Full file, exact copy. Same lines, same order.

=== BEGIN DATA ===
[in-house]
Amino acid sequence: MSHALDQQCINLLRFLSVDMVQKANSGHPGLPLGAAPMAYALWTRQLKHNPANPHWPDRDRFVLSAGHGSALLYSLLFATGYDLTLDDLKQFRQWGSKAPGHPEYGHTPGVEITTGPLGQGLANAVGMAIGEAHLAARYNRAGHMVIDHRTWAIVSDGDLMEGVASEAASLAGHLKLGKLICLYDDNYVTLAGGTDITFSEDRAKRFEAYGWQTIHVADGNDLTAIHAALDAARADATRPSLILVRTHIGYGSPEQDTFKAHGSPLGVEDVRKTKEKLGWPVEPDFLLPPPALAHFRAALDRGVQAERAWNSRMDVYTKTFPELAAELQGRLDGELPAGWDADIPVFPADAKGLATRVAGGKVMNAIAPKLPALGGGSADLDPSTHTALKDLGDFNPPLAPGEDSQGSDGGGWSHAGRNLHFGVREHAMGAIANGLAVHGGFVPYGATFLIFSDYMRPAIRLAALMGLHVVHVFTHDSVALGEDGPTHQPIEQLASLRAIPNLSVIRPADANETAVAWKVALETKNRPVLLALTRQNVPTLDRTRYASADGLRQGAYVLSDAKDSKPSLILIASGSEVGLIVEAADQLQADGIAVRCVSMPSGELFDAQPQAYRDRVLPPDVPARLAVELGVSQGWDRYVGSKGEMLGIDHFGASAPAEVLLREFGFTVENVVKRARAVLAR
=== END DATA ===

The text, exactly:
[in-house]
Amino acid sequence: MSHALDQQCINLLRFLSVDMVQKANSGHPGLPLGAAPMAYALWTRQLKHNPANPHWPDRDRFVLSAGHGSALLYSLLFATGYDLTLDDLKQFRQWGSKAPGHPEYGHTPGVEITTGPLGQGLANAVGMAIGEAHLAARYNRAGHMVIDHRTWAIVSDGDLMEGVASEAASLAGHLKLGKLICLYDDNYVTLAGGTDITFSEDRAKRFEAYGWQTIHVADGNDLTAIHAALDAARADATRPSLILVRTHIGYGSPEQDTFKAHGSPLGVEDVRKTKEKLGWPVEPDFLLPPPALAHFRAALDRGVQAERAWNSRMDVYTKTFPELAAELQGRLDGELPAGWDADIPVFPADAKGLATRVAGGKVMNAIAPKLPALGGGSADLDPSTHTALKDLGDFNPPLAPGEDSQGSDGGGWSHAGRNLHFGVREHAMGAIANGLAVHGGFVPYGATFLIFSDYMRPAIRLAALMGLHVVHVFTHDSVALGEDGPTHQPIEQLASLRAIPNLSVIRPADANETAVAWKVALETKNRPVLLALTRQNVPTLDRTRYASADGLRQGAYVLSDAKDSKPSLILIASGSEVGLIVEAADQLQADGIAVRCVSMPSGELFDAQPQAYRDRVLPPDVPARLAVELGVSQGWDRYVGSKGEMLGIDHFGASAPAEVLLREFGFTVENVVKRARAVLAR